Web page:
Many in this world are learning to live together. My medically-minded friends and I are living to learn together.
Not that we’ve anything against figuring out how to end wars between countries or siblings or political parties, but our future careers kinda depend on our brains. And our brains rely upon each others’ (see fortune above).
We wonderfully push and pull one another closer to understanding academic concepts. The life cycle of Ascaris lumbricoides becomes crystal clear within the context of Ray-Lily’s highlighters and erasers. I can grasp adverse transfusion reactions when summarized by Shasta (who doesn’t even write books or go to class!)
P might equal MD, but where would my medical knowledge be without dear friends?
Nerding out at the same library table serves as an accountability of sorts. When Jesus knit me in my mother’s uterus, he formed this embryoblast within a unicorn shaped trophoblast full of never-never land sparkles. And puppies. My brain is essentially fashioned to wander more than wonder.
Thankfully, my mind isn’t the only one! By God’s good grace, us friends have been made for each other, to help one another stay on the study tracks. When I get to typing more than usual or checking my WordPress reader, my friends have this sixth sense:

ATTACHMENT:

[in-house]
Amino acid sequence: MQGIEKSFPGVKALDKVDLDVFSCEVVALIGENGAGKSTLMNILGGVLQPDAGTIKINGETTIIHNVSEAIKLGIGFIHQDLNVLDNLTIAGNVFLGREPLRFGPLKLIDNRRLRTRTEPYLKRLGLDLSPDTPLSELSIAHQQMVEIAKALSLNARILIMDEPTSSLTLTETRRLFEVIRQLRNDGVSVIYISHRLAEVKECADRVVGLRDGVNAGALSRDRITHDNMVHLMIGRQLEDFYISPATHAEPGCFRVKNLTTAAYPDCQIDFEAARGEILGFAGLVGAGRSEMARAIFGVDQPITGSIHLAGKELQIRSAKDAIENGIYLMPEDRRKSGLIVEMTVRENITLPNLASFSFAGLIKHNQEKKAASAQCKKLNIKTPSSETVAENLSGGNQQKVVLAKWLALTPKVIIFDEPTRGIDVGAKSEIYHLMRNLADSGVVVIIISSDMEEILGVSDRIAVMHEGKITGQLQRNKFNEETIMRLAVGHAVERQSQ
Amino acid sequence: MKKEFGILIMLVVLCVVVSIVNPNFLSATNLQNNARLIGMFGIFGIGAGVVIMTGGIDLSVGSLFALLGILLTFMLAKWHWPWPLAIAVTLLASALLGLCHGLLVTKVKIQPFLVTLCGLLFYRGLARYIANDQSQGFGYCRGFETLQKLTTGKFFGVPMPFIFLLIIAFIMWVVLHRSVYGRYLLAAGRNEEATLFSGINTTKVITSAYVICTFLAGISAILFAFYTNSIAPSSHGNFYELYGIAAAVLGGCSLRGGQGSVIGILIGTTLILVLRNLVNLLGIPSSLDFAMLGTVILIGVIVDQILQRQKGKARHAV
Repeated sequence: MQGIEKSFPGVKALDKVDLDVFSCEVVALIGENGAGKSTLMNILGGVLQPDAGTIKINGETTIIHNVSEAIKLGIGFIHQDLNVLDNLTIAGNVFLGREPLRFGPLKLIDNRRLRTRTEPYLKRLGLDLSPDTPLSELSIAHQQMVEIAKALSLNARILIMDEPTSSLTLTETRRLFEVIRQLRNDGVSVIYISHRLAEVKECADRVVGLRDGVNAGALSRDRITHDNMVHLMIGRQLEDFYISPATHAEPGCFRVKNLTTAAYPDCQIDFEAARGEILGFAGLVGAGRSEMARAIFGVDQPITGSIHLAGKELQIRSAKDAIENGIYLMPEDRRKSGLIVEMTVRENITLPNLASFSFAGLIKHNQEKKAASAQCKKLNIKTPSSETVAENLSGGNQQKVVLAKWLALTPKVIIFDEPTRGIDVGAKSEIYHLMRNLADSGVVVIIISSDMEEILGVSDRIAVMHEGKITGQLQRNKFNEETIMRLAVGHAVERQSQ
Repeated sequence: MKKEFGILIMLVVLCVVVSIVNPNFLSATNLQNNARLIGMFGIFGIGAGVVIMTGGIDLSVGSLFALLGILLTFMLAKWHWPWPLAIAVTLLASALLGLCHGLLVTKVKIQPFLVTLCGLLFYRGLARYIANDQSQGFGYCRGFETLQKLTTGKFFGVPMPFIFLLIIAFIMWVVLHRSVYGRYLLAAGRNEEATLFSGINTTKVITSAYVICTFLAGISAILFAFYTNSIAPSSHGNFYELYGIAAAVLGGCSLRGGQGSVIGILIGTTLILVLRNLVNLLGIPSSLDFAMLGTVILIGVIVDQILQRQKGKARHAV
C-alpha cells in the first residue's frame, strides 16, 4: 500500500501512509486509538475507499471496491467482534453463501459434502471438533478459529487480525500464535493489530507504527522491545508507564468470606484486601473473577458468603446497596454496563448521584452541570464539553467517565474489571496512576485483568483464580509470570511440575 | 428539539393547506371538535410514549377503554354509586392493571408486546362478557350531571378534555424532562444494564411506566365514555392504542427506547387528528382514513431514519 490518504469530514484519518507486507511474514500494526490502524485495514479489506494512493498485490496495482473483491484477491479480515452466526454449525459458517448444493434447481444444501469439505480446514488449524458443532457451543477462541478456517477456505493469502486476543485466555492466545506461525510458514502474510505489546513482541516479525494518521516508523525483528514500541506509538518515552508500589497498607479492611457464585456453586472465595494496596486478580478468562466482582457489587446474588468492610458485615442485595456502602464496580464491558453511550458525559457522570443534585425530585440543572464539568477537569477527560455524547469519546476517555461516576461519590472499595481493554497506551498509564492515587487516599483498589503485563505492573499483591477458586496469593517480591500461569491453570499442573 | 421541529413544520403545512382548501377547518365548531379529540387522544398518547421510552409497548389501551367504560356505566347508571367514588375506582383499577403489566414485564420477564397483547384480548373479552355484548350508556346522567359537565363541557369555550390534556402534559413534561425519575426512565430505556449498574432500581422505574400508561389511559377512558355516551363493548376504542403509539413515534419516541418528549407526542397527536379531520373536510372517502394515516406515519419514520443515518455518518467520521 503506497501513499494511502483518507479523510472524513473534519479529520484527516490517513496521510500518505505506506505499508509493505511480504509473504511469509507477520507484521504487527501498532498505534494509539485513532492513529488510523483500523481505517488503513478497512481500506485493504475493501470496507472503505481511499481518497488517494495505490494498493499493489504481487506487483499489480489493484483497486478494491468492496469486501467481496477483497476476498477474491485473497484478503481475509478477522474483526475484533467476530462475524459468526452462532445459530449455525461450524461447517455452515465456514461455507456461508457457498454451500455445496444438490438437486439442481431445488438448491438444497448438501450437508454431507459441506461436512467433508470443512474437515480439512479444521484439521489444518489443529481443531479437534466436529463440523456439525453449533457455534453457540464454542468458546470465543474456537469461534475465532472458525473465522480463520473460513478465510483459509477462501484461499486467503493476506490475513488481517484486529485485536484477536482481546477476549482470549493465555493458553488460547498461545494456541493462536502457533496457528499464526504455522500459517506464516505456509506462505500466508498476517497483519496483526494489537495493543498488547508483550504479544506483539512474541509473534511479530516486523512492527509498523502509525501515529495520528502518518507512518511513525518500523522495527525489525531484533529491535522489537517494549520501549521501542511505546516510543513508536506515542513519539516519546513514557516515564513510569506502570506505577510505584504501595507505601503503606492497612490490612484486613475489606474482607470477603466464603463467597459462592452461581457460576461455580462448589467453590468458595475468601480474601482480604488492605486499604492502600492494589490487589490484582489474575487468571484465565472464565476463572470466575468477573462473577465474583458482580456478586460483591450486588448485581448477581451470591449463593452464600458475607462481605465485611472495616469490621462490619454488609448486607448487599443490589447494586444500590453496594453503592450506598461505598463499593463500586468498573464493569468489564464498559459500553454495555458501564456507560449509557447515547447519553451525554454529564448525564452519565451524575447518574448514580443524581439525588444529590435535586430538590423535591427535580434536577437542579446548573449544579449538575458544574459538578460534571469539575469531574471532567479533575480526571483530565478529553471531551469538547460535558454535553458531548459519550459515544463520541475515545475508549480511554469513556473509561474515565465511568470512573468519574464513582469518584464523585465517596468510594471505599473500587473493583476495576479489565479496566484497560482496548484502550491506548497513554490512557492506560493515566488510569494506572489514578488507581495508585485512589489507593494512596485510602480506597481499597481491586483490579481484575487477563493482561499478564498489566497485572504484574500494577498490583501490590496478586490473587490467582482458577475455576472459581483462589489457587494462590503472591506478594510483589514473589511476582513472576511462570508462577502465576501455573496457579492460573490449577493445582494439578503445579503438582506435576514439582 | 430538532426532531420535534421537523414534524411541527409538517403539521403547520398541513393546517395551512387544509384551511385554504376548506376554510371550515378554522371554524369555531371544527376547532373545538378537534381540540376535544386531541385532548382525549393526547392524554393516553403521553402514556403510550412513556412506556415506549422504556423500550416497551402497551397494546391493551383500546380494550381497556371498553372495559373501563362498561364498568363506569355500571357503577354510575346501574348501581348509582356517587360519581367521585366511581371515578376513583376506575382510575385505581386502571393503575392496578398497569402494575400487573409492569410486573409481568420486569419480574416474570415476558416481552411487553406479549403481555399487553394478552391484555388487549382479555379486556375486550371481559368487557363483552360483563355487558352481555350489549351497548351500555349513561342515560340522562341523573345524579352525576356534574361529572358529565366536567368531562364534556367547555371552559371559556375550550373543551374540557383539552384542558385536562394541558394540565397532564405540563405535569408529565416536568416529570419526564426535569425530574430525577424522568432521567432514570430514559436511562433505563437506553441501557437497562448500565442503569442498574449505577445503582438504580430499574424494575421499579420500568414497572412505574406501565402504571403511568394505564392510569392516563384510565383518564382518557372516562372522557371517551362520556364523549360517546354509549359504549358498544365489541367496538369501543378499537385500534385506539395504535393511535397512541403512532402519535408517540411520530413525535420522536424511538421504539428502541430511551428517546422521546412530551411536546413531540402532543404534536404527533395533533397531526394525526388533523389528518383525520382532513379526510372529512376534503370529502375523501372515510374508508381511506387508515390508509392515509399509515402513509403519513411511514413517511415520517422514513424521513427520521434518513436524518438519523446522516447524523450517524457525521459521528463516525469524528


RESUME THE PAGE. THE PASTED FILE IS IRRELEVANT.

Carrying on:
Peony: HD, what are you doing!?
Umm…(I show them a really cool picture of something medical found on one of my fav artsy blogs, Emorphs.)
Peony: Stop blogging!
Jaybird: HD’s writing another post!
Noooo, I’m not!! (Pouty face to friend that put me in timeout last Sunday.)
Shasta: She’s got five minutes.
Ray-Lily: HD, are you blog-tweeting?
(I sheepishly put phone aside.)
Ray-Lily: Chair. (Points me to her side of the room.) We talked about this. If you blog, you have to come study beside me.
Good friends, if you can keep them, will keep you from blogging your way out of medical school–also–from passing out. Sometimes we forget to eat, breathe, workout. For better or worse, I am really good at telling people to take a deep breath. My dear friend, Peony, bakes us some killer deserts of the educational variety (above). We rotate in and out of each others’ various zumba/bike/swim schedules.
Learning how to help future patients begins with keeping each other up and running! Example: post-yesterday’s-test, we made sure to visit a Taiwanese diner before grocery shopping, for organic yumminess, til closing time then playing dance central into the night. Everybody dougie.
But the best thing about living to learn together? Perspective. The vision which can’t be gained by delving into aqueous and vitreous humors. One afternoon while studying for a very important immunology quiz to take place the next day, my friend, Amaryllis, and I had this revelation–
Most days, a med school brain looks like this:
Emotions often trick us into focusing on this tiny part:
Then friends and faith help us see such:
Who knows how long we’ll be stuck in medical school? But as long as we survive, we’ve got to keep our wits about us. Tomorrow’s studies aren’t guaranteed to be more productive than yesterday’s. And along the way, friends can help friends stay sane and alive with and for each other–there’s too much micro, immuno, physio, uh-oh to memorize alone.
We will do well to work together as a team–and I’ll not be the first to jinx that fortune cookie.
Unrelated/related and interesting article about teams of physicians and pharmacists and social workers etc for whole patient healthcare: